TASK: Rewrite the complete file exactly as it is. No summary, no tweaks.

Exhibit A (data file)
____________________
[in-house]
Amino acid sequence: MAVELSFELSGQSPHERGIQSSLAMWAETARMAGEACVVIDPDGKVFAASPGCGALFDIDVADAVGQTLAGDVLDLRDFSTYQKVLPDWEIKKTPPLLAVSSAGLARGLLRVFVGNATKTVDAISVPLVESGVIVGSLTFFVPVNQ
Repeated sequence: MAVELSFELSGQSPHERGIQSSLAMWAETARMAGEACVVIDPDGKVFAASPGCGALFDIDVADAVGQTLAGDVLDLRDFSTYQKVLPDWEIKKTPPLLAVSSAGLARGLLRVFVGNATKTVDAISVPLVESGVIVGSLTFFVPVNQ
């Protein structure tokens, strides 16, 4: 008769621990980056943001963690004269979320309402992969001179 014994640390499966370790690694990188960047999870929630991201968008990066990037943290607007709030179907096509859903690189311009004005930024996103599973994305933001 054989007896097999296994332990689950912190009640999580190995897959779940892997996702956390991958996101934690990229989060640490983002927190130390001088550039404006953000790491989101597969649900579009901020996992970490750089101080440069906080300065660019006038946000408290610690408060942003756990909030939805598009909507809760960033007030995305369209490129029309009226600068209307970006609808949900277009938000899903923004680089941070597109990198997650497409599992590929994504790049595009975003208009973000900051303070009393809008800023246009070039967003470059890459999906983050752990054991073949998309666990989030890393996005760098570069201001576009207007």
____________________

[in-house]
Amino acid sequence: MAVELSFELSGQSPHERGIQSSLAMWAETARMAGEACVVIDPDGKVFAASPGCGALFDIDVADAVGQTLAGDVLDLRDFSTYQKVLPDWEIKKTPPLLAVSSAGLARGLLRVFVGNATKTVDAISVPLVESGVIVGSLTFFVPVNQ
Repeated sequence: MAVELSFELSGQSPHERGIQSSLAMWAETARMAGEACVVIDPDGKVFAASPGCGALFDIDVADAVGQTLAGDVLDLRDFSTYQKVLPDWEIKKTPPLLAVSSAGLARGLLRVFVGNATKTVDAISVPLVESGVIVGSLTFFVPVNQ
């Protein structure tokens, strides 16, 4: 008769621990980056943001963690004269979320309402992969001179 014994640390499966370790690694990188960047999870929630991201968008990066990037943290607007709030179907096509859903690189311009004005930024996103599973994305933001 054989007896097999296994332990689950912190009640999580190995897959779940892997996702956390991958996101934690990229989060640490983002927190130390001088550039404006953000790491989101597969649900579009901020996992970490750089101080440069906080300065660019006038946000408290610690408060942003756990909030939805598009909507809760960033007030995305369209490129029309009226600068209307970006609808949900277009938000899903923004680089941070597109990198997650497409599992590929994504790049595009975003208009973000900051303070009393809008800023246009070039967003470059890459999906983050752990054991073949998309666990989030890393996005760098570069201001576009207007």